The Current recently set out to write an article on campus safety. The intention was to provide students with a detailed layout of different emergency procedures in the event of an active shooter, earthquake, fire, flood, etc., and to remedy some of the questions and conflicting information.
After reaching out to several students and faculty members around campus, the Current realized that there is no consensus among American River College’s population of what the first step should be if a crisis were to develop.
We, as a paper, felt that it was important information for the students of ARC to know the procedures before a situation even arose.
You will notice however, that we did not write the article. You will also notice that none of those questions have been answered anywhere in this edition of the paper.
This wasn’t by choice.
On several different attempts, we contacted the Los Rios Police Department to serve as a primary source for the article and on each of these attempts we were met with absolute silence. We still don’t know what to do in the event of an active shooter, we still don’t have a solution for students with physical disabilities who fear becoming trapped on the third floor of Davies Hall if a fire overtook the building. We still don’t have any of the answers to the many questions we wanted to ask; the Los Rios Police Department has made sure of that.
We repeatedly sent a letter to the email listed on their website for general questions; we tried to make direct contact with them by walking into the station and we even emailed LRPD Police Captain Chris Day directly.
Each of these different paths of attempted communication were effectively shut down before they really ever began. The Current can say in good faith that those failures were no fault of our own.
And while it is to be understood that the negotiating grounds between the press and the police here have often been tense, the Current has at least tried to host those negotiations.
There is no resentment on our end towards campus peace officers. We merely report on the facts available to us. It is no fault of ours that some of those facts have recently painted the police in a negative light. Facts such as the sexual assault and rape allegations levied against former LRPD officer Noah Winchester, or the recent incident at a Sacramento High School football game during which an LRPD officer allegedly began spraying mace into a crowd.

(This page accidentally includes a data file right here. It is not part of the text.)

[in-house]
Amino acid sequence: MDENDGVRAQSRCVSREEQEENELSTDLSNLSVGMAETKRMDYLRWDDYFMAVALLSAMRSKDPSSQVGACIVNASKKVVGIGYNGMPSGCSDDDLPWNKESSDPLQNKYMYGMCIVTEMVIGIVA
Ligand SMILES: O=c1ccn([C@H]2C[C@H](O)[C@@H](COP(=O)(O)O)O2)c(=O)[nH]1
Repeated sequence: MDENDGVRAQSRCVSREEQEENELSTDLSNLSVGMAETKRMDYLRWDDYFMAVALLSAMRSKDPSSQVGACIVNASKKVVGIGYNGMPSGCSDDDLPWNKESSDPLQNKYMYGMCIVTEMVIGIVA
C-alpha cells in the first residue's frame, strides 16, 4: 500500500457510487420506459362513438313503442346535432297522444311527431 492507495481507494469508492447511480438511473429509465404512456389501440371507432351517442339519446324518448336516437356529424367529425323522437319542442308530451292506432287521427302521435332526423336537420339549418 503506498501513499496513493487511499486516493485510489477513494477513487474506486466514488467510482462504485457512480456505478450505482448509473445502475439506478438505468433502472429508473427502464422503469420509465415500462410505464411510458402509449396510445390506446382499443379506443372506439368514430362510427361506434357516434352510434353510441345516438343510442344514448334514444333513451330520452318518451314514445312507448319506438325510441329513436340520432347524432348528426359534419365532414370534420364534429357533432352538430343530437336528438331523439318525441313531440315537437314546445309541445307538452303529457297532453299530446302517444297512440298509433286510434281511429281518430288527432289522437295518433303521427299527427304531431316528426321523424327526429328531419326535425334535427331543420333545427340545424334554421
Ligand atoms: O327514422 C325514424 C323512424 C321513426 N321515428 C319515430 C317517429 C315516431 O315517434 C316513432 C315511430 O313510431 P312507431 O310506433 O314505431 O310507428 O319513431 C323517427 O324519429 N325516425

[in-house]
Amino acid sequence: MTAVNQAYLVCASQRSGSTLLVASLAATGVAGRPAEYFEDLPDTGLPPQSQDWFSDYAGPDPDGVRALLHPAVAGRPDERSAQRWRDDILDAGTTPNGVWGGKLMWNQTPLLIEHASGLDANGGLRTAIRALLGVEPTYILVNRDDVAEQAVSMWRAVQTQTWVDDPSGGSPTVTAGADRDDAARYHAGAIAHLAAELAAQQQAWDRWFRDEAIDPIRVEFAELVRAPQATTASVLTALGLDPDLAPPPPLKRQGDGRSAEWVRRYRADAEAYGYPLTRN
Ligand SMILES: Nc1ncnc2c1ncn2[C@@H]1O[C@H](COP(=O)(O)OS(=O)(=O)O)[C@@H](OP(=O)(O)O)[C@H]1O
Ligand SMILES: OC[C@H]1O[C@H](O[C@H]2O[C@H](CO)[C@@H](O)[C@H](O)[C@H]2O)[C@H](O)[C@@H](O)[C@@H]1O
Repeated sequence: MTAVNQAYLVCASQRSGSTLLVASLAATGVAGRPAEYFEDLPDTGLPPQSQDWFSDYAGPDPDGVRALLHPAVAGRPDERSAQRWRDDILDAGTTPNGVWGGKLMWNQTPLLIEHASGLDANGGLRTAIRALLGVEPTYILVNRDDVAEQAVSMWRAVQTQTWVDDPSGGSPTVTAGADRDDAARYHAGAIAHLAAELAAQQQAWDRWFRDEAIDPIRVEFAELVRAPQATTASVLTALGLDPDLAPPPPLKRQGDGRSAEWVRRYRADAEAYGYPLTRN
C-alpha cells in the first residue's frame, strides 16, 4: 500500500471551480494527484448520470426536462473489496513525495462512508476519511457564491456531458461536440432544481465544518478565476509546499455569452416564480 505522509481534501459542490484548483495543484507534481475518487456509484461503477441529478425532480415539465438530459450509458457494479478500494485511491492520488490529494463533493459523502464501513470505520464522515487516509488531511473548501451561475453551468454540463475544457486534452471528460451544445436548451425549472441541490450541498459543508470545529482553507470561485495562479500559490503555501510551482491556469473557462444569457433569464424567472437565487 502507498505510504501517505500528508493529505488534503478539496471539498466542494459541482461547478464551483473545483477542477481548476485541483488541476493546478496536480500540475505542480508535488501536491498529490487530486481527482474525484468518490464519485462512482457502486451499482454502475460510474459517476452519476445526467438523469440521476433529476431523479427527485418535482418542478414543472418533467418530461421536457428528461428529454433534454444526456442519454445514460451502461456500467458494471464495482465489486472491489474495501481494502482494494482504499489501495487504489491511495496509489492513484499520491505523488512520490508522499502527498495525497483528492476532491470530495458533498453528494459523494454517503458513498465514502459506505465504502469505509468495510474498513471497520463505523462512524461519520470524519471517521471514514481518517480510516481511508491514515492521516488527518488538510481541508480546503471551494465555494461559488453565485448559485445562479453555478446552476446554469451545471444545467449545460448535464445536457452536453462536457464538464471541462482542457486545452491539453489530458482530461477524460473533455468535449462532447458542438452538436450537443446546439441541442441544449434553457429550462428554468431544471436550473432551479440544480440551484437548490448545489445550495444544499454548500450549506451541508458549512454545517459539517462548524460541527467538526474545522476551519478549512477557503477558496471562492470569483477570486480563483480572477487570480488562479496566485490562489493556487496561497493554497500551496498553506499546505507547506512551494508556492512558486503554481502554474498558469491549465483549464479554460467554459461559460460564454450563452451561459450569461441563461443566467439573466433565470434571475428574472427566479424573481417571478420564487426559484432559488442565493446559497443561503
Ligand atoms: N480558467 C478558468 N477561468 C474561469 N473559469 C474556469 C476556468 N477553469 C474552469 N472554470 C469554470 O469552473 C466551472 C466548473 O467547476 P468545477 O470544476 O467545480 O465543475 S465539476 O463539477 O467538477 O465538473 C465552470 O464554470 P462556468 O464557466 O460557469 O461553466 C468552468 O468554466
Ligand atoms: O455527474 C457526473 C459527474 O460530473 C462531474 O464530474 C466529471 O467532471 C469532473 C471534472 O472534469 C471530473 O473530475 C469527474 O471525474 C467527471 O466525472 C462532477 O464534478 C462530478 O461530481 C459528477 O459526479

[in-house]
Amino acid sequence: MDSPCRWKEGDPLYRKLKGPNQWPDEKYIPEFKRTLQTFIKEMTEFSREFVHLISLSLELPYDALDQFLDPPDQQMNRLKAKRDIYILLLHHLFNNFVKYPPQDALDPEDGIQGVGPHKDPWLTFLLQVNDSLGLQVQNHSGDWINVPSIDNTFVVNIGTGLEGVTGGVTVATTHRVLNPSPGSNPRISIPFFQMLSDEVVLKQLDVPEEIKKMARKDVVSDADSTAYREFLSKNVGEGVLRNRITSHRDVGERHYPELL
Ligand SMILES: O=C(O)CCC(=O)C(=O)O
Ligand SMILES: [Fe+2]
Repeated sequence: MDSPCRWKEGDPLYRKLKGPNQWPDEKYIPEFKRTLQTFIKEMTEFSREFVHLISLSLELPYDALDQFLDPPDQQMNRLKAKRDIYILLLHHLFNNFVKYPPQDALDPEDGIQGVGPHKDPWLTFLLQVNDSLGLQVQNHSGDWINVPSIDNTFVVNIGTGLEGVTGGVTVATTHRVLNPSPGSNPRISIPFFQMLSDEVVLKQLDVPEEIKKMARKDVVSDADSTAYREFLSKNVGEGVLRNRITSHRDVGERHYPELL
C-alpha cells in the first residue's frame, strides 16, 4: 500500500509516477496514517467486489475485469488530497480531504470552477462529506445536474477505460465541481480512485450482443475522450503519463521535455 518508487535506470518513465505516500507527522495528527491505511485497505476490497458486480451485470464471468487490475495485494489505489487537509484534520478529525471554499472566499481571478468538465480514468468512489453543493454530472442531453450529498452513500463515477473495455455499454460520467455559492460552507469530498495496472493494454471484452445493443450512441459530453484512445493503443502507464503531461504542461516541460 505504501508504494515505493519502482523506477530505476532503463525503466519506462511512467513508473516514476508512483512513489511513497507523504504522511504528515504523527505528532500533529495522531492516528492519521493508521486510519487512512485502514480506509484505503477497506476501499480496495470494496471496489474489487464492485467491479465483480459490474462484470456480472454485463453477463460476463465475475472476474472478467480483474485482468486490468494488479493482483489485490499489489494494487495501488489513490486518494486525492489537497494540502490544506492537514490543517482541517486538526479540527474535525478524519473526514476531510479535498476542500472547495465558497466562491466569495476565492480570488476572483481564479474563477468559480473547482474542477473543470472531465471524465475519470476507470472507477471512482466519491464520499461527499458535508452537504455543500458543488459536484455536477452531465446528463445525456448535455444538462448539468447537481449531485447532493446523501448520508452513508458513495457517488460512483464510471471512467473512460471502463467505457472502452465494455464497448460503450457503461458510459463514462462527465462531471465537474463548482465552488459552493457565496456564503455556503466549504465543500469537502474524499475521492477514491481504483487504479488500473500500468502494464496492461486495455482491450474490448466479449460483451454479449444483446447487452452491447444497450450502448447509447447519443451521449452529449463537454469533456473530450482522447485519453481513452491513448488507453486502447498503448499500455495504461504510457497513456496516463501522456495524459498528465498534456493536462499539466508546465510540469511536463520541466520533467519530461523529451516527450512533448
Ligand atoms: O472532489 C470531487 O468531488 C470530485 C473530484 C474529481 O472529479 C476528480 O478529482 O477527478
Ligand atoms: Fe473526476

The LRPD, however, has made it clear that they have no interest in even entertaining the notion of talking to the press.
Whether Day and the rest of campus police like it or not, the Current serves as the most public steward of information for the largest college student body in Northern California. And when it comes to the matter of public safety, we attempted to provide this school’s 30,000 students with what could eventually prove to be life-saving information.
We attempted to actively help make the campus a safer place by distributing the information that could potentially create the difference between an emergency and a tragedy.
This isn’t a declaration of dislike against the LRPD. If anything, it’s the exact opposite. I’s a call for some sort of stalemate to whatever disdain the LRPD seemingly has against the Current.
This shouldn’t be some political slugfest between the news and the cops. This is a college campus with tens of thousands of students all asking the same question: ‘what do I do when that fire alarm goes off? What do I do when I hear gunshots on campus? Who do I call? Where do I go?’
What the LRPD seems to have forgotten is that the journalists on the Current are more than just reporters, we are also the very students that they have sworn to protect.
The Current serves as the voice of students at American River College, and the LRPD has refused to acknowledge or communicate with that voice, meaning they seem to have no interest in communicating with the students they are supposed to be watching over.
For example, did you know that you’re not supposed to call 9-1-1 to report a crime on campus? The LRPD has its own number, which is (916) 558-2221. Many students don’t know this information because it hasn’t been made clear to them.
If the LRPD would like to provide this information that students so desperately need, we welcome it in whatever form it may come. Whether that’s a scheduled interview with Day and the LRPD or just a Letter to the Editor outlining what different procedures are, we are all ears.
Correction: Incorrectly referred to Chris Day as police chief when he is in fact police captain.
Originally listed the incorrect phone number for the Los Rios Police Department dispatch.